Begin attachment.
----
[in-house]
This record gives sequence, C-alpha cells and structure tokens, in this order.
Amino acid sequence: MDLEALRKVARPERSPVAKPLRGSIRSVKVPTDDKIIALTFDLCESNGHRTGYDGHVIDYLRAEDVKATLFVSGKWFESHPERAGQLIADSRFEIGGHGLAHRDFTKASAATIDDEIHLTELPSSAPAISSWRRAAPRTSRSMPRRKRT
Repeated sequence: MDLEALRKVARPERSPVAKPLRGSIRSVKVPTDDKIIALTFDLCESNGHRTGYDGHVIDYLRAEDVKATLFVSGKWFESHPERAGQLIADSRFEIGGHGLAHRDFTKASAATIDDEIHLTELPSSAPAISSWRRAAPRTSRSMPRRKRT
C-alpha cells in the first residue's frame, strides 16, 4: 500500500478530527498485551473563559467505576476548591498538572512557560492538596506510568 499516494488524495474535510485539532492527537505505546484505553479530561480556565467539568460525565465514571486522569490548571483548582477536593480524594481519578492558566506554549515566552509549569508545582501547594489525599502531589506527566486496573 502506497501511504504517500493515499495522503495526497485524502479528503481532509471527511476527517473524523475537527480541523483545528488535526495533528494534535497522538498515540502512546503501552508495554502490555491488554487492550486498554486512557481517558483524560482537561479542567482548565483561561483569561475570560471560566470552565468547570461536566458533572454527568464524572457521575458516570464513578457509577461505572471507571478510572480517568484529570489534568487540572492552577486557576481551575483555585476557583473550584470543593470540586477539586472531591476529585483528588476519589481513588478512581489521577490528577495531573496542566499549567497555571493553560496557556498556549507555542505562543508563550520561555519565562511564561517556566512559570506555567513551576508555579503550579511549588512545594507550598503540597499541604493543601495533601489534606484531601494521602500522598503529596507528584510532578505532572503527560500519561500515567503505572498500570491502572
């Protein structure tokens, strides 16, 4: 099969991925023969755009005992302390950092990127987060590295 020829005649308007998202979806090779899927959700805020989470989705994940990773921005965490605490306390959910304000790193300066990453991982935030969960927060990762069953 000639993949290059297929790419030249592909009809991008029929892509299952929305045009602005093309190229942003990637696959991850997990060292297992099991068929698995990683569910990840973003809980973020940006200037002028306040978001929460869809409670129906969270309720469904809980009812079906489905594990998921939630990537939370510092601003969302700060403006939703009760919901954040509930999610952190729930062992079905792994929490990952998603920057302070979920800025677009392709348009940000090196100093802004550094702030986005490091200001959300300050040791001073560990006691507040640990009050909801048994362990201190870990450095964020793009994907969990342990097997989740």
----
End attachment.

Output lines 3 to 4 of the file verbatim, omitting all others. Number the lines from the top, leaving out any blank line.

Amino acid sequence: MDLEALRKVARPERSPVAKPLRGSIRSVKVPTDDKIIALTFDLCESNGHRTGYDGHVIDYLRAEDVKATLFVSGKWFESHPERAGQLIADSRFEIGGHGLAHRDFTKASAATIDDEIHLTELPSSAPAISSWRRAAPRTSRSMPRRKRT
Repeated sequence: MDLEALRKVARPERSPVAKPLRGSIRSVKVPTDDKIIALTFDLCESNGHRTGYDGHVIDYLRAEDVKATLFVSGKWFESHPERAGQLIADSRFEIGGHGLAHRDFTKASAATIDDEIHLTELPSSAPAISSWRRAAPRTSRSMPRRKRT